Having reached consensus on the matter, the bioethics movement mounted a deliberate and energetic campaign during the 1980s to change the classification of ANH from humane care, which can't be withdrawn, to medical treatment, which can. The first people targeted for potential dehydration were the persistently unconscious or elderly with pronounced morbidity. Thus, bioethics pioneer Daniel Callahan wrote in the October 1983. Hastings Center Report, "Given the increasingly large pool of superannuated, chronically ill, physically marginalized elderly it [a denial of ANH] could well become the non treatment of choice."

In March 1986, the American Medical Association Council on Ethical and Judicial Affairs, responsible for deliberating upon and issuing ethics opinions for the AMA, legitimized dehydration when it issued the following statement: Although a physician "should never intentionally cause death," it was ethical to terminate life-support treatment, even if:

...death is not imminent but a patient's coma is beyond doubt irreversible and there are adequate safeguards to confirm the accuracy of the diagnosis and with the concurrence of those who have responsibility for the care of the patient. . . . Life-prolonging medical treatment includes medication and artificially or technologically supplied respiration, nutrition and hydration.
There it was: Food and fluids provided by a feeding tube were officially deemed a medical treatment by the nation's foremost medical association, meaning that withdrawing them was deemed the same as turning off a respirator or stopping kidney dialysis.

As often happens in bioethics, once the medical intelligentsia reached consensus, their opinion quickly became law. Thus, in 1990, the Supreme Court of the United States issued its decision in Cruzan v. Director, Missouri Department of Health, which upheld Missouri's law allowing for the removal of life-sustaining treatment from a person, provided there was "clear and convincing evidence" that the person would not have wanted to live. Unfortunately, the Court also agreed that tube-supplied food and fluids is a form of medical treatment that can be withdrawn like any other form of treatment. (This is often erroneously called the "right to die.") With the seeming imprimatur of the Supreme Court, all 50 states soon passed statutes permitting the withholding and withdrawal of tube-supplied sustenance — even when the decision was made by a third party.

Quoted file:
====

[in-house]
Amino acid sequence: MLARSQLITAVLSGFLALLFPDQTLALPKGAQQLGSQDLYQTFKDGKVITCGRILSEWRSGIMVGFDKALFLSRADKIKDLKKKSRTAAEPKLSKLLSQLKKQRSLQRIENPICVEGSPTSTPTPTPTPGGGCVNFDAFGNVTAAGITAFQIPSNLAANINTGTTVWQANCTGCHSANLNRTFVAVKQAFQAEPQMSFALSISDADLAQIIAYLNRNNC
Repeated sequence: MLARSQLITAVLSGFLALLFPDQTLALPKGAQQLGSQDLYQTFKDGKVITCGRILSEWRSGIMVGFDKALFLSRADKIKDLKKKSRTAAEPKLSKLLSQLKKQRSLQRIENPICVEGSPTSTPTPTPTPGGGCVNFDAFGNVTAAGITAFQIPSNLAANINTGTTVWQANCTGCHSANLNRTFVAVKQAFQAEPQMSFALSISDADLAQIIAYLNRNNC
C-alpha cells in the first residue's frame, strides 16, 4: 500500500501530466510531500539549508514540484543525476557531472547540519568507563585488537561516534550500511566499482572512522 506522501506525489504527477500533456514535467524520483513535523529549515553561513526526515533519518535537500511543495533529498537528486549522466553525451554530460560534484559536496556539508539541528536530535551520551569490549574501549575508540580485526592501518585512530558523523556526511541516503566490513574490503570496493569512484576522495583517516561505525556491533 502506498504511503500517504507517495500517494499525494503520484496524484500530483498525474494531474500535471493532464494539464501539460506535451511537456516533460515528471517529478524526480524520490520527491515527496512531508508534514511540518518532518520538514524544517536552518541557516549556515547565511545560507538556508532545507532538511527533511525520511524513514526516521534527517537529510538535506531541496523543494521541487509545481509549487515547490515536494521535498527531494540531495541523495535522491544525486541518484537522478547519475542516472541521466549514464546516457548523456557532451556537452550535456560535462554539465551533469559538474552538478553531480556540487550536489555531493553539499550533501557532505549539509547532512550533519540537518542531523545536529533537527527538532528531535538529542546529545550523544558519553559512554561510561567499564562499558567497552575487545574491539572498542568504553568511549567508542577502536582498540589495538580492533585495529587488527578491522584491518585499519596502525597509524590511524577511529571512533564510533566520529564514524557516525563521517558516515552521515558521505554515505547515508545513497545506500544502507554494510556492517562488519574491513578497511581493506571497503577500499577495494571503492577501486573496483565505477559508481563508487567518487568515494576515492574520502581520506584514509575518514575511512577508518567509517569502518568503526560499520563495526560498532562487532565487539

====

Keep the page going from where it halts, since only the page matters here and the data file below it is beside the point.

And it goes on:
With that principle established, what did unconsciousness have to do with it? Not a thing. It didn't take long for the American Medical Association to broaden the categories of dehydratable people. Thus, in 1994, a brief eight years after its first ethics opinion classifying tube feeding as medical treatment that could be withdrawn only when the patient was "beyond doubt" permanently unconscious, the AMA proclaimed it "not unethical" to withdraw ANH "even if the patient is not terminally ill or permanently unconscious." And that's where the matter stands today.

So legally the Commonwealth of Massachusetts can dehydrate an 11 year old to death while she is still conscious and aware. And if we don't start reversing these policies that hold life so cheaply, this is just the beginning of the brave new world the experts and bureaucrats have in store for us.
papijoe 11:56 AM